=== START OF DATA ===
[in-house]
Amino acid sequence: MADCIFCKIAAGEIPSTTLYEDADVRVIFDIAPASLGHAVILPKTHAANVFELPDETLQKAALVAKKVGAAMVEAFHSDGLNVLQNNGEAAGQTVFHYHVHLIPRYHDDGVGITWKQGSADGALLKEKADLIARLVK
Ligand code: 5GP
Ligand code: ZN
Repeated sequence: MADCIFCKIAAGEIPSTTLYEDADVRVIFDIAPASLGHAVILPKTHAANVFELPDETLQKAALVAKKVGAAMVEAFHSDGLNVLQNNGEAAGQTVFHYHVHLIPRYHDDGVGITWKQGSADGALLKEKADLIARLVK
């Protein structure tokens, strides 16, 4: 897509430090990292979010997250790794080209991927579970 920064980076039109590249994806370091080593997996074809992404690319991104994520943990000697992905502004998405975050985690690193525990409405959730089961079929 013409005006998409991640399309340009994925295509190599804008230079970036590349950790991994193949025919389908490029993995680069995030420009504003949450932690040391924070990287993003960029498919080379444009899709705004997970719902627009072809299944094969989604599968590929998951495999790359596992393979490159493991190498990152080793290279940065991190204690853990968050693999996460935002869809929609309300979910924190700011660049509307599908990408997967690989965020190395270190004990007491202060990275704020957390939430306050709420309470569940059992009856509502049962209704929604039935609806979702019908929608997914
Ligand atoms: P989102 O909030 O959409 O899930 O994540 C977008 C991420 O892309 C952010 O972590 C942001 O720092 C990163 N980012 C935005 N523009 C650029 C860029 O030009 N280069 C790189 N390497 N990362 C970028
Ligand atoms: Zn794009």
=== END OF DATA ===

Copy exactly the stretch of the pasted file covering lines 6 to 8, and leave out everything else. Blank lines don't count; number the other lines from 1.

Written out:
């Protein structure tokens, strides 16, 4: 897509430090990292979010997250790794080209991927579970 920064980076039109590249994806370091080593997996074809992404690319991104994520943990000697992905502004998405975050985690690193525990409405959730089961079929 013409005006998409991640399309340009994925295509190599804008230079970036590349950790991994193949025919389908490029993995680069995030420009504003949450932690040391924070990287993003960029498919080379444009899709705004997970719902627009072809299944094969989604599968590929998951495999790359596992393979490159493991190498990152080793290279940065991190204690853990968050693999996460935002869809929609309300979910924190700011660049509307599908990408997967690989965020190395270190004990007491202060990275704020957390939430306050709420309470569940059992009856509502049962209704929604039935609806979702019908929608997914
Ligand atoms: P989102 O909030 O959409 O899930 O994540 C977008 C991420 O892309 C952010 O972590 C942001 O720092 C990163 N980012 C935005 N523009 C650029 C860029 O030009 N280069 C790189 N390497 N990362 C970028
Ligand atoms: Zn794009």